The first time I put on a head-mounted display and headphones and entered Virtual Iraq had been in this same room, at Walter Reed, a few months earlier, after Rizzo presented preliminary results from a study site to a small gathering of military officials. Rizzo was having trouble linking his laptop’s PowerPoint presentation to the Walter Reed audiovisual system, and he had to speak without notes, often from a crouch behind the podium as he picked through a jumble of cables searching for one that was live. “The last one hundred years, we’ve studied psychology in the real world,” Rizzo told the group. “In the next hundred, we’re going to study it in the virtual world.” He threw out some numbers. Of the five subjects who had completed treatment, four no longer met the diagnostic criteria for P.T.S.D. A fifth soldier showed no gain. (To these he would add, a few months later, the results for ten others, eight of whom had got better. Of the six research sites, San Diego was the first to have preliminary results.) After talking more generally about the features of Virtual Iraq, Rizzo invited everyone present to the fourth-floor psychiatric wing to try it out.
Although I had seen Virtual Iraq in one dimension on a computer monitor, encountering it in three dimensions, with my eyes blinkered by the headset and my ears getting a direct audio feed, was different. It still felt like make-believe, but I was fully engaged. Rizzo placed a dummy M4 rifle in my hands, and guided my fingers to a video controller fixed to the barrel. (By design, patients who use Virtual Iraq do not fire weapons; the M4 is a mood-setting device, for verisimilitude.) One toggle moved me forward, another moved me back, and a third sped me up or slowed me down. Because the display tracked with the orientation of my head, whichever way I moved determined not only what I saw but where I went. I pressed the forward button and strolled down the market street and, at Rizzo’s instruction, turned at a doorway and entered a house. Inside were two insurgents, one on his knees, with his hands tied behind his back, the other dead on the ground. A baby was crying. I moved on.
The next time I put on the headset was in Marina del Rey, California, at an Institute for Creative Technologies lab space called FlatWorld, most of which was given over to life-size “mixed reality” worlds that could be negotiated without special equipment. (It was so realistic that when a virtual insurgent popped up across the virtual street from the virtual building in which I was standing, his bullets made successive holes in the virtual wall behind me and seemed to shower plaster dust through the air.) The Virtual Iraq design team, two artists and a programmer, worked out of FlatWorld, and it was their system, with the most recent improvements and additions, that I was using. This time, Rizzo sat me in a chair placed over a bass shaker, which is also known as a tactile transducer, a device that transmits the feel of sound. I slipped on the display and the headphones, and Rizzo pressed some keys on his computer and made me the driver of a Humvee, with a soldier in desert fatigues sitting next to me and another in the back. (Because the gunner was in the turret, when I looked in the rearview mirror I saw only his boots and his pant legs.) As soon as I started up the vehicle, the floor under me began to vibrate and my ears filled with the hum of tires on pavement. Suddenly, a gunman appeared on the overpass above me and started to shoot. Off to my right, a car burst into flames. Half a second later, the explosion entered my body through my feet and ears. It was startling, the way any unexpected loud noise is, but it wasn’t frightening. Even when the guy in the seat next to me was shot, and his shirt sprouted a red bloom, it wasn’t frightening. I had never been to Iraq. I had never been to war. The scene did not conjure any memories for me, traumatic or otherwise. It was, as JoAnn Difede said of stairs on September 10th to a person who worked in the World Trade Center, neutral.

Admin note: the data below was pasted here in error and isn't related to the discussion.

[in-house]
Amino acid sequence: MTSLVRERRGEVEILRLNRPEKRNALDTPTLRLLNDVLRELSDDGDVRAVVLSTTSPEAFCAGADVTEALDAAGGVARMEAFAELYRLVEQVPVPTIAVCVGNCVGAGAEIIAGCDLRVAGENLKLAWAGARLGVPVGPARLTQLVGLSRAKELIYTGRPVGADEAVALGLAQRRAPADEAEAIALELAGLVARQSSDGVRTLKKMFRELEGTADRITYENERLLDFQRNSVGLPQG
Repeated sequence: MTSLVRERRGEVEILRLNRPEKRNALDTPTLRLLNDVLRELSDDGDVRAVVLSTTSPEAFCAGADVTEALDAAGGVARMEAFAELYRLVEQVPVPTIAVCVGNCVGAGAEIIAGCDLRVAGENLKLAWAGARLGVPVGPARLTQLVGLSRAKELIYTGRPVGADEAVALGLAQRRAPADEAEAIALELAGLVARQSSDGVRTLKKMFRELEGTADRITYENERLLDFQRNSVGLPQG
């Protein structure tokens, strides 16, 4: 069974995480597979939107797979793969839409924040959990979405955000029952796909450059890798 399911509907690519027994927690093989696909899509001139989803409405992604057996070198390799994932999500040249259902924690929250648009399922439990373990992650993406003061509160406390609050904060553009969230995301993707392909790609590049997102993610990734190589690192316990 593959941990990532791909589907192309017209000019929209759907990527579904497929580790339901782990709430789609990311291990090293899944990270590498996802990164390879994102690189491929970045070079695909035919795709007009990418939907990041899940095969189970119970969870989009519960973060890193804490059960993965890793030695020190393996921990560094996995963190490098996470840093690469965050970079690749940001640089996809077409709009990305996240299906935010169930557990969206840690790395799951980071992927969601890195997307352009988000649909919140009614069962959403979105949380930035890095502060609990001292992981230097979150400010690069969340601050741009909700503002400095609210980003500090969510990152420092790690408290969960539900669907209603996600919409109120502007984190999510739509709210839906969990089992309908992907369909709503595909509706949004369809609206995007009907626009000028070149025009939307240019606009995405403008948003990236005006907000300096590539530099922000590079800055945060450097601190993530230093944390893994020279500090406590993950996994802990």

I had seen, though, what might happen if it triggered an emotional response, when an actor named Ed Aristone, who had been cast in a movie about the Iraq conflict and wanted to get a sense of what combat was like, put on the head-mounted display at FlatWorld and found himself in the midst of a war. Rizzo cued up car bombs, shouting soldiers, ambient city sounds, blinding smoke, inert bloody bodies, the call to prayer, a child running across the street, the cough of an AK-47, snipers, a nighttime gale—all ten plagues and their cousins at once. Aristone started to sweat. His heart was racing. His hands were numb. He was having a hard time holding the rifle. His face went white. He bit his lips. After ten minutes, he said he’d had enough.